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Galileo toned down his heretical words, a long-lost letter proves, but the Church persecuted him anyway)

The long-lost letter from Galileo Galilei, dated Dec. 21, 1613, addressed to Father Benedetto Castelli. The letter was found in the Royal Society archives.

(Copyright the Royal Society)

Did Galileo really say all those terrible things that the Vatican said that he did that in his famous 1613 letter about a sun-centered solar system — and say, violated the doctrine of the church? Or has the Catholic Church change his words to make him look bad, so they can more easily declare him a heretic? A long-lost letter that recently emerged from a library archive in the United Kingdom can finally put this question to rest.

The discovery sheds light on the claims that Galileo made when he came under fire for suggesting that the church stick to religion and science, the journal Nature recently reported.

According to Galileo, when the Inquisition officials presented a copy of his letter as evidence of the heresy, the words are changed to make them seem more inflammatory. Galileo produced even a copy of the letter with far less inflammatory language, to prove that he was railroaded. [The science and the Catholic Church: A Turbulent History]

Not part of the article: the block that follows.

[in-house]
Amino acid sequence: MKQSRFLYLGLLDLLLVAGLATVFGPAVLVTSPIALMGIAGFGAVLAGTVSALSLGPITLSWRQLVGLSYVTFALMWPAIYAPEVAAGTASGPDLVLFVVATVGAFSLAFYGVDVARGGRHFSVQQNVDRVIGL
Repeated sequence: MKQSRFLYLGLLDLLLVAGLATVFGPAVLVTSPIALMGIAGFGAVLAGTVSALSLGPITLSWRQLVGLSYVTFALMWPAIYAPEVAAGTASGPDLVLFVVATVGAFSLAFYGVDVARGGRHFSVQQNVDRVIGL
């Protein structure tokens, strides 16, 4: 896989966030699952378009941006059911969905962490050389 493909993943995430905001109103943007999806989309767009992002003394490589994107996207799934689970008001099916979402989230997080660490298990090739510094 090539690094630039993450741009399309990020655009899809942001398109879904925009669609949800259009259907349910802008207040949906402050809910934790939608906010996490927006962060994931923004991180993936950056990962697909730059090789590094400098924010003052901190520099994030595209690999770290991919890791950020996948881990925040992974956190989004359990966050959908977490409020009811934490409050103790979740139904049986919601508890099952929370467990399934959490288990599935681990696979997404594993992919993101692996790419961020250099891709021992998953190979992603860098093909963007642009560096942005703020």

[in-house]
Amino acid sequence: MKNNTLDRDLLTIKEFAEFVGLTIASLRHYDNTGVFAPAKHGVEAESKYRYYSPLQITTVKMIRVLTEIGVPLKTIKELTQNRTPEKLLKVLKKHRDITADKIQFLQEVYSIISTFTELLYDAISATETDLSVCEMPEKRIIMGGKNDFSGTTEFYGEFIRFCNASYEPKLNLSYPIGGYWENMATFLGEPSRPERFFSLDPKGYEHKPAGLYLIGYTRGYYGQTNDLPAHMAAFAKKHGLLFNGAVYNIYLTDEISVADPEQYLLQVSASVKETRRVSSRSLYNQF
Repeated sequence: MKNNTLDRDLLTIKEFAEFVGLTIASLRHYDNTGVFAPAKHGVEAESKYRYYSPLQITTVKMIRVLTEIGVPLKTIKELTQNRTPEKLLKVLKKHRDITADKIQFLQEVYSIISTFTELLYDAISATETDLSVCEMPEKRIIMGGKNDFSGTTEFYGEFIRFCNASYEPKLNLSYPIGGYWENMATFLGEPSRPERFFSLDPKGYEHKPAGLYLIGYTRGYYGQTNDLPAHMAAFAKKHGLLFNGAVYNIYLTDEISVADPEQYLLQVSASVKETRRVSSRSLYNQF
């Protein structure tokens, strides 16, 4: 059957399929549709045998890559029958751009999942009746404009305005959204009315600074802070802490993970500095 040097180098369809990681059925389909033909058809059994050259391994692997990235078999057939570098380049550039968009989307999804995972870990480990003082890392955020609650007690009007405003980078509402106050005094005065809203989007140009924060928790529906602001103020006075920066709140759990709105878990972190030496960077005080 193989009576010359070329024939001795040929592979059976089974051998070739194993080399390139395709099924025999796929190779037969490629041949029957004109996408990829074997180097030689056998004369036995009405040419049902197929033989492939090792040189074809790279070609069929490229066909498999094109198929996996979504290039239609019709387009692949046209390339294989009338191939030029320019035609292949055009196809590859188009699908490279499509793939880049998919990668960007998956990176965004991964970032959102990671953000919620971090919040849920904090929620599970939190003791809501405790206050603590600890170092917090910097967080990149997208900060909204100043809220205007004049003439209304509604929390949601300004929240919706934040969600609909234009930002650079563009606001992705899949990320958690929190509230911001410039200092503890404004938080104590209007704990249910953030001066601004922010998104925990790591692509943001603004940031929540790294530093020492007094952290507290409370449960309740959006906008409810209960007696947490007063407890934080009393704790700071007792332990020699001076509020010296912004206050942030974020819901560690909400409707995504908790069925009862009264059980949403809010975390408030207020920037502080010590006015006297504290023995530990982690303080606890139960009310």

But the newly discovered document tells a different story.

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Discovered in the Royal Society library by a visiting historian from Italy in August, the new letter had languished for centuries after to have been submitted under the wrong date, according to the Nature. It appears to be an original of the letter which Galileo originally sent to his friend Benedetto Castelli in 1613, and is signed with “G. G.” — Galileo’s initials.

In the letter, Galileo, condemned the Catholic Church’s interpretations of astronomy; these arguments were used against him, when the Inquisition brought him to trial and condemned him in 1633.

The new document contains numerous corrections in an attempt to take the edge off the language that could be considered heresy, Nature reported. Words that Galileo, for the first time paper that were very critical of the church were later crossed out and corrected, which suggests that he himself edited his statements less offensive to the church’s eyes, according to the Nature.

For example, a passage referred to certain biblical claims as “false”; the description was later crossed out and changed to: “there different than the truth.”

If the document is what it appears to be, Galileo’s original word choices were much more objectionable than the version that was sent to the Vatican. However, Galileo claimed that the letter used by the Inquisition, only sounded like criticism is not, because the church officials changed his words; he claimed that their document is a “fraud” distributed “under the cloak of zeal and love,” in a 1615 letter to a friend and spiritual called Piero Dini.

A description and interpretation of the letter will be published in the Royal Society journal Notes and documents, Nature reported.

Original article on Live Science.

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